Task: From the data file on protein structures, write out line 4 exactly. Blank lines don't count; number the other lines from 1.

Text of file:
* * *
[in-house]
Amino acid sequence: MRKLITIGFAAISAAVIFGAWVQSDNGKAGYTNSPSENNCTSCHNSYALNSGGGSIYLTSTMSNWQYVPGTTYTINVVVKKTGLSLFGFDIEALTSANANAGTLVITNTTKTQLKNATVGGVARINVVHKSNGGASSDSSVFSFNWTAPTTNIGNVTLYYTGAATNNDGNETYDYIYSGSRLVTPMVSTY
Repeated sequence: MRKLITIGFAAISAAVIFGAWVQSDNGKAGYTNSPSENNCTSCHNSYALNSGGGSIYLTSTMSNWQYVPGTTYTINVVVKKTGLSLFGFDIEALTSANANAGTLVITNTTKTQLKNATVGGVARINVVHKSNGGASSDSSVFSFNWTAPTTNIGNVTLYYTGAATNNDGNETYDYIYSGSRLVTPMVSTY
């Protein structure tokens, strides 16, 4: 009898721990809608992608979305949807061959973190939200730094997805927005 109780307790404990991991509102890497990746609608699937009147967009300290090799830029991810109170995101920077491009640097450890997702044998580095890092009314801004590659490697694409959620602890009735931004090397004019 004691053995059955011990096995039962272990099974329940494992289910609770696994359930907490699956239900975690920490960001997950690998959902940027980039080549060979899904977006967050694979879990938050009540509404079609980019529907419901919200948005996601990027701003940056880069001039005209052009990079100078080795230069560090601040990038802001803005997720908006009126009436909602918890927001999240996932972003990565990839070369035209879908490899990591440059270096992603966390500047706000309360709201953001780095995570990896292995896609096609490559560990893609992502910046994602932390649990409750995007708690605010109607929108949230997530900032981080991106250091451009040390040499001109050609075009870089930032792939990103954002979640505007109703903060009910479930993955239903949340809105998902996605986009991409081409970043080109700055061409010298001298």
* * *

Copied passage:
């Protein structure tokens, strides 16, 4: 009898721990809608992608979305949807061959973190939200730094997805927005 109780307790404990991991509102890497990746609608699937009147967009300290090799830029991810109170995101920077491009640097450890997702044998580095890092009314801004590659490697694409959620602890009735931004090397004019 004691053995059955011990096995039962272990099974329940494992289910609770696994359930907490699956239900975690920490960001997950690998959902940027980039080549060979899904977006967050694979879990938050009540509404079609980019529907419901919200948005996601990027701003940056880069001039005209052009990079100078080795230069560090601040990038802001803005997720908006009126009436909602918890927001999240996932972003990565990839070369035209879908490899990591440059270096992603966390500047706000309360709201953001780095995570990896292995896609096609490559560990893609992502910046994602932390649990409750995007708690605010109607929108949230997530900032981080991106250091451009040390040499001109050609075009870089930032792939990103954002979640505007109703903060009910479930993955239903949340809105998902996605986009991409081409970043080109700055061409010298001298």